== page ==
A rough outline of how X works

April 23, 2011 at 12:08 pm Leave a comment

In the past, I’d always thought of invoking X as somewhat arcane. It turns out I’m that wrong: The basic X set up is straightforward – the complexity is generated by all the glue.

X windows basically consists of a server process, ‘X’. Other programs (clients) communicate with this process through a socket interface using a binary protocol (normally a unix domain socket, but this can also be a tcp socket).

Each X server uses a free virtual terminal for display. By default, the virtual terminal with the lowest number is used – but one can also specify which virtual terminal to use.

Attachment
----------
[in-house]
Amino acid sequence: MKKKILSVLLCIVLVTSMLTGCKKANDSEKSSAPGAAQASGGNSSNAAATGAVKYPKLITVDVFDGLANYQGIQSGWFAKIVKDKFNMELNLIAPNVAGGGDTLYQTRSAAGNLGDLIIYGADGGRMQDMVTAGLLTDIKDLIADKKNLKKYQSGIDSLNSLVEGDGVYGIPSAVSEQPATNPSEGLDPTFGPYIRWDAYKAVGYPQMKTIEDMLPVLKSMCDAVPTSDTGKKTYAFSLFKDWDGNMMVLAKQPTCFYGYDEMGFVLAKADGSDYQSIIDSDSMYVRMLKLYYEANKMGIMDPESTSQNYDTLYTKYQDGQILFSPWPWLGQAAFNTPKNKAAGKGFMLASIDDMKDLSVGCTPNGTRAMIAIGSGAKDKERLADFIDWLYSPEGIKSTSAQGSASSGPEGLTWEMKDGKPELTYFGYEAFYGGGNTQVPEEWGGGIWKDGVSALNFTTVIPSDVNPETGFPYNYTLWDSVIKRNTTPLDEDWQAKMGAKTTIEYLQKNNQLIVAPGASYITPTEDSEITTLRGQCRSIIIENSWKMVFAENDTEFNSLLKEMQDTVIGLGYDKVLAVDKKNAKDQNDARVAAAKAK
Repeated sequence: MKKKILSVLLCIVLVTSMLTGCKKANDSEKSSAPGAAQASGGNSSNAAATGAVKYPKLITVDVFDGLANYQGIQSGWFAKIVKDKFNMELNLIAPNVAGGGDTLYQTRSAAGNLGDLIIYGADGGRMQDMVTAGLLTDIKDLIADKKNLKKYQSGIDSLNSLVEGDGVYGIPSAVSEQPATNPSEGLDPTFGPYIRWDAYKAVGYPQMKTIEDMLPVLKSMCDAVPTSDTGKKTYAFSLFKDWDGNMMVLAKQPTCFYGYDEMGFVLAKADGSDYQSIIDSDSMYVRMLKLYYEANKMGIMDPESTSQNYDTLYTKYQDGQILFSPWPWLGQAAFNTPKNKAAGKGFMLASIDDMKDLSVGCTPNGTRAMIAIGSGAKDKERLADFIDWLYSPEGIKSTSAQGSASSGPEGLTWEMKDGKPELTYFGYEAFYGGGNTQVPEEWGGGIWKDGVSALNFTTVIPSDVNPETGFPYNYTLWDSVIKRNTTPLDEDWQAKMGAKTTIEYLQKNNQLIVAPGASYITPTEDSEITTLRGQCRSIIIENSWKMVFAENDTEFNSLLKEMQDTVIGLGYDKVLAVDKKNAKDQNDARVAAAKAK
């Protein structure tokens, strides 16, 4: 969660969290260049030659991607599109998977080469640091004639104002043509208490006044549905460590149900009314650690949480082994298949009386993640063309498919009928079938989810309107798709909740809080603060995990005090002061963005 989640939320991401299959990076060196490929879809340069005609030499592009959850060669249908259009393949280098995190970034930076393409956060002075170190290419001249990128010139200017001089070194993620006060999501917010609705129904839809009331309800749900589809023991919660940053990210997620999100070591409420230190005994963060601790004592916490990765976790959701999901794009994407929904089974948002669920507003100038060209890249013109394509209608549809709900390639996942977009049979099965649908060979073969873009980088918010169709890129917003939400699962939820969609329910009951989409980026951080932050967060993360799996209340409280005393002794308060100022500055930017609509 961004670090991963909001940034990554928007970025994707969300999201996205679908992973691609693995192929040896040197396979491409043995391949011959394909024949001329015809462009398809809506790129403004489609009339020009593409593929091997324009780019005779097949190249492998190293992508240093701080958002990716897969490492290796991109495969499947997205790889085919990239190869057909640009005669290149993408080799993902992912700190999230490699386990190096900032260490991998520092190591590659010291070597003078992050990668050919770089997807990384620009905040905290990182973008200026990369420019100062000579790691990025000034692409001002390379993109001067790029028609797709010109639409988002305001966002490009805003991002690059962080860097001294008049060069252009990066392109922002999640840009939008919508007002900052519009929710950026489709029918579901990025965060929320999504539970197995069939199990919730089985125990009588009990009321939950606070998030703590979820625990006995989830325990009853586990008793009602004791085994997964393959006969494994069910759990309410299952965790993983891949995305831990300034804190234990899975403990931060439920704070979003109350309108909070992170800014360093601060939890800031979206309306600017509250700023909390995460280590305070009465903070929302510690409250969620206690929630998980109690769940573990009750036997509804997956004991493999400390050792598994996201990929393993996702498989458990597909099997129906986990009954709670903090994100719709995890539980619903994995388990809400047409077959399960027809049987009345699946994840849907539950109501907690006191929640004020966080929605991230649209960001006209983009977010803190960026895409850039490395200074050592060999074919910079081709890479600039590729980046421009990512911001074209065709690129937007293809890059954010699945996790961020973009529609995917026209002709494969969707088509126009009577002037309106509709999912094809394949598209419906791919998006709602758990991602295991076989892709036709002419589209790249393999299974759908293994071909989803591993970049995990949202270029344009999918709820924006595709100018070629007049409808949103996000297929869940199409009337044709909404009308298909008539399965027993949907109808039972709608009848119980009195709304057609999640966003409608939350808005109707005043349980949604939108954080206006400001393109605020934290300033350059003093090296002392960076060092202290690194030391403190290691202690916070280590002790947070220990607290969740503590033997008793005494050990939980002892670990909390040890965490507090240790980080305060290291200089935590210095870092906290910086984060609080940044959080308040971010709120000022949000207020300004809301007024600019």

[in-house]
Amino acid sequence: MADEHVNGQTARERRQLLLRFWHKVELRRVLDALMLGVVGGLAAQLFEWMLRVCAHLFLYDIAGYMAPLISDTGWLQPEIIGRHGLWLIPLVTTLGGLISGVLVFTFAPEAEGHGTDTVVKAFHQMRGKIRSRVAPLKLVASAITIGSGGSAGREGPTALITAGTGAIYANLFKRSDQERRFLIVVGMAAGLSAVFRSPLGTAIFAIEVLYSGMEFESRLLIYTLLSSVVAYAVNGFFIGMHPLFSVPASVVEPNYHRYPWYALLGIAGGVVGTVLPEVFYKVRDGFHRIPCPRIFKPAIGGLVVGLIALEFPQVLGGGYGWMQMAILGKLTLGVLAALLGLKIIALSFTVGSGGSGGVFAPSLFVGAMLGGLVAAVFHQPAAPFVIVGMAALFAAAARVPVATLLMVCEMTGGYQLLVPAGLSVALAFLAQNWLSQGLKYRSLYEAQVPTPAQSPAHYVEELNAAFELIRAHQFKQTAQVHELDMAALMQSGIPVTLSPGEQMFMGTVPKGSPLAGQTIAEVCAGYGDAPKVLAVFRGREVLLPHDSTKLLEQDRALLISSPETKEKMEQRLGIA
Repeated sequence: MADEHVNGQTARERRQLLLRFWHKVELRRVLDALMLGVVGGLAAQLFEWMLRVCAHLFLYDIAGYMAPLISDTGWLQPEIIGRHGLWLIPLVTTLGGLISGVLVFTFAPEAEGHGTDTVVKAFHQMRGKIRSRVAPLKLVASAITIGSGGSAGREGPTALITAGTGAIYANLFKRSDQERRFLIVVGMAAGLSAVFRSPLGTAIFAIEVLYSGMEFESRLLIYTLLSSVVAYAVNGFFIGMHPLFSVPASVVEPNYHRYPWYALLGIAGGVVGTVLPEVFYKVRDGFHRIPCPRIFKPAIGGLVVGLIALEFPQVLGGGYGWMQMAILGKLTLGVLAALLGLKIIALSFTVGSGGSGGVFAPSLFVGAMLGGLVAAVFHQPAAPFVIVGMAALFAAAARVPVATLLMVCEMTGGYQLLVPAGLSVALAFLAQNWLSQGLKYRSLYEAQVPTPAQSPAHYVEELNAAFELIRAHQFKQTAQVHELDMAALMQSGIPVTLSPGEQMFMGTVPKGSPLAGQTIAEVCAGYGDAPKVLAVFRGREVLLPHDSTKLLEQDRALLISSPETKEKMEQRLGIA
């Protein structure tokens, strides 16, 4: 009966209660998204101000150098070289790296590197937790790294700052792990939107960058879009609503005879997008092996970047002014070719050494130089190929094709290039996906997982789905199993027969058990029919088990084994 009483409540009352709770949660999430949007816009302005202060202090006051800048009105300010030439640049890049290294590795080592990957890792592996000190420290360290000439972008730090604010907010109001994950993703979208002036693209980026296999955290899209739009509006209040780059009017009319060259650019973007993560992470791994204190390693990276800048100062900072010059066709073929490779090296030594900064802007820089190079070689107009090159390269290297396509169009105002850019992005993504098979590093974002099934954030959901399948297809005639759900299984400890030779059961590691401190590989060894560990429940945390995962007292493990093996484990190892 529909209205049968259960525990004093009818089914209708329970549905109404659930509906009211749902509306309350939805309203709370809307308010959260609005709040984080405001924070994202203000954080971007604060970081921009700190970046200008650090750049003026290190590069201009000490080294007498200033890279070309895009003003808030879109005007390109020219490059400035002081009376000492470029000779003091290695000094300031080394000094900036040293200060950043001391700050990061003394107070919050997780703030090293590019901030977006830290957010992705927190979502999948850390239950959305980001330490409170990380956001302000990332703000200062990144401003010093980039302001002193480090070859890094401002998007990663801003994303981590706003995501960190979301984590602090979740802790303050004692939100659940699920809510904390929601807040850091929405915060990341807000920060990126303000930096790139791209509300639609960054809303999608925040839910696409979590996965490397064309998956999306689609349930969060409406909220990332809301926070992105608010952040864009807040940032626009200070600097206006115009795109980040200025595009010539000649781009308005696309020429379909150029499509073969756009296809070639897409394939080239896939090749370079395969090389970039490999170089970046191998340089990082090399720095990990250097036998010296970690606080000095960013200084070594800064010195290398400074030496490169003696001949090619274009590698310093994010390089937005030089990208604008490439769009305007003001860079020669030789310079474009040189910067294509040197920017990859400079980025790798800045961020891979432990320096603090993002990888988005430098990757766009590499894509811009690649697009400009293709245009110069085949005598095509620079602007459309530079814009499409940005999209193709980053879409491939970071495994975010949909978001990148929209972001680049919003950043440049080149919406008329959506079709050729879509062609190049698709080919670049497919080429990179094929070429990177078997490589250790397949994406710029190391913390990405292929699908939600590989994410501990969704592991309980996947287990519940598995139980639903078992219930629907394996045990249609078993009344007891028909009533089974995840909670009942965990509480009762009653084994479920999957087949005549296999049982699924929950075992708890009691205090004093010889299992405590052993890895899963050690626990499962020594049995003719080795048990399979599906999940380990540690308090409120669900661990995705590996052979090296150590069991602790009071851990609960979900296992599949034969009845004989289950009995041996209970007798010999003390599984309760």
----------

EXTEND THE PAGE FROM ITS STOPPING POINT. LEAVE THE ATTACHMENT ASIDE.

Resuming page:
To support multiple X servers on a single machine, each X server is given a name like ‘:0’ or ‘:1’: This is termed a display. Processes that want to use a particular X server use this name to communicate with the X server.

(Under the hood, an appropriate unix domain socket file is created in tmp named after the display, or the display number is converted into a tcp port around 6000).

Together this means that getting a primitive X is terribly simple (though insecure if you don’t have a firewall and can’t trust the other users of your machine (including the non-human ones):

X :1
#X :1 vt10 would start X on tty10
DISPLAY=:1 xterm&

When you start X normally with xinit (or via [gxk]dm), it uses additional authentication and switches off tcp.


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